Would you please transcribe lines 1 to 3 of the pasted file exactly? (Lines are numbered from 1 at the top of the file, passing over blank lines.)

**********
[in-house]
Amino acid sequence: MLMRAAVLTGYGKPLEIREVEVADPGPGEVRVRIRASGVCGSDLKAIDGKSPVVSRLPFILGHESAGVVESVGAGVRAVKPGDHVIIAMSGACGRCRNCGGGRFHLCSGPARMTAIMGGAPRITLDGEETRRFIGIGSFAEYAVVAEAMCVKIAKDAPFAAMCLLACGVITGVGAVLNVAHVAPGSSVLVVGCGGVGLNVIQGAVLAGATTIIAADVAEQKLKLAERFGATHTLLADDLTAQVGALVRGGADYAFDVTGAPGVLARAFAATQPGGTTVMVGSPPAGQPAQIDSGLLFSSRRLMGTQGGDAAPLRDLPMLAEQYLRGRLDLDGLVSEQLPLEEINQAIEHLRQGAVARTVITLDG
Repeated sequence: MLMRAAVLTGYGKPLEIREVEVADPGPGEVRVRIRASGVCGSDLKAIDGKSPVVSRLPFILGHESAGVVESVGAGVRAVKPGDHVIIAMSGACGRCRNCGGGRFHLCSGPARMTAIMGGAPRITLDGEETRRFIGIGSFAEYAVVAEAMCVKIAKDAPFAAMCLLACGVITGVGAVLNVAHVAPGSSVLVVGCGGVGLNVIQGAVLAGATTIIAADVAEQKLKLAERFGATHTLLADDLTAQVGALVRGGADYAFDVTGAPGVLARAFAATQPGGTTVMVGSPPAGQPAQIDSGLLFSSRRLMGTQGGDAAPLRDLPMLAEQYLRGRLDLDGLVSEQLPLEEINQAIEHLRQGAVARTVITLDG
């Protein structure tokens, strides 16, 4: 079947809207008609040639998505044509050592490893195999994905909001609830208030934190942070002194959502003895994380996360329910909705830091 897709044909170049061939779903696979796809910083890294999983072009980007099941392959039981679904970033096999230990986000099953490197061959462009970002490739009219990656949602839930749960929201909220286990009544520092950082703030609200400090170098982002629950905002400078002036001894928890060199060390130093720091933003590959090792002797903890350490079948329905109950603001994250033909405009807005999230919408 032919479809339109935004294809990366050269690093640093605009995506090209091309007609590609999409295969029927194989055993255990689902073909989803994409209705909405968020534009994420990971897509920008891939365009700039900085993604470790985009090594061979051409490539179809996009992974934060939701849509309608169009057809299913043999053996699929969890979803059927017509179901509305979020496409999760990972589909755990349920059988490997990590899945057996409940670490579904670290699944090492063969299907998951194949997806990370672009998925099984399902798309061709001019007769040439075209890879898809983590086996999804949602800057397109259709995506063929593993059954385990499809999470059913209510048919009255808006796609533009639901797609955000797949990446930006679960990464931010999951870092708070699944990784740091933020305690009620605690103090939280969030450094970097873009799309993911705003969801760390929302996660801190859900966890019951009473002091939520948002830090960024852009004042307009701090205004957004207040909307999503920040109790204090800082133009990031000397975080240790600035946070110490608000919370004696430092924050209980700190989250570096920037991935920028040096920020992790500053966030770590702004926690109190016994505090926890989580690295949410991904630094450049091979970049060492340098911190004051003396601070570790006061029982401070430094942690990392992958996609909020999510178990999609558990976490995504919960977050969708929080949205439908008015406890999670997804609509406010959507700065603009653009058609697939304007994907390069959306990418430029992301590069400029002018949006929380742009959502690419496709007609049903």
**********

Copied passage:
[in-house]
Amino acid sequence: MLMRAAVLTGYGKPLEIREVEVADPGPGEVRVRIRASGVCGSDLKAIDGKSPVVSRLPFILGHESAGVVESVGAGVRAVKPGDHVIIAMSGACGRCRNCGGGRFHLCSGPARMTAIMGGAPRITLDGEETRRFIGIGSFAEYAVVAEAMCVKIAKDAPFAAMCLLACGVITGVGAVLNVAHVAPGSSVLVVGCGGVGLNVIQGAVLAGATTIIAADVAEQKLKLAERFGATHTLLADDLTAQVGALVRGGADYAFDVTGAPGVLARAFAATQPGGTTVMVGSPPAGQPAQIDSGLLFSSRRLMGTQGGDAAPLRDLPMLAEQYLRGRLDLDGLVSEQLPLEEINQAIEHLRQGAVARTVITLDG
Repeated sequence: MLMRAAVLTGYGKPLEIREVEVADPGPGEVRVRIRASGVCGSDLKAIDGKSPVVSRLPFILGHESAGVVESVGAGVRAVKPGDHVIIAMSGACGRCRNCGGGRFHLCSGPARMTAIMGGAPRITLDGEETRRFIGIGSFAEYAVVAEAMCVKIAKDAPFAAMCLLACGVITGVGAVLNVAHVAPGSSVLVVGCGGVGLNVIQGAVLAGATTIIAADVAEQKLKLAERFGATHTLLADDLTAQVGALVRGGADYAFDVTGAPGVLARAFAATQPGGTTVMVGSPPAGQPAQIDSGLLFSSRRLMGTQGGDAAPLRDLPMLAEQYLRGRLDLDGLVSEQLPLEEINQAIEHLRQGAVARTVITLDG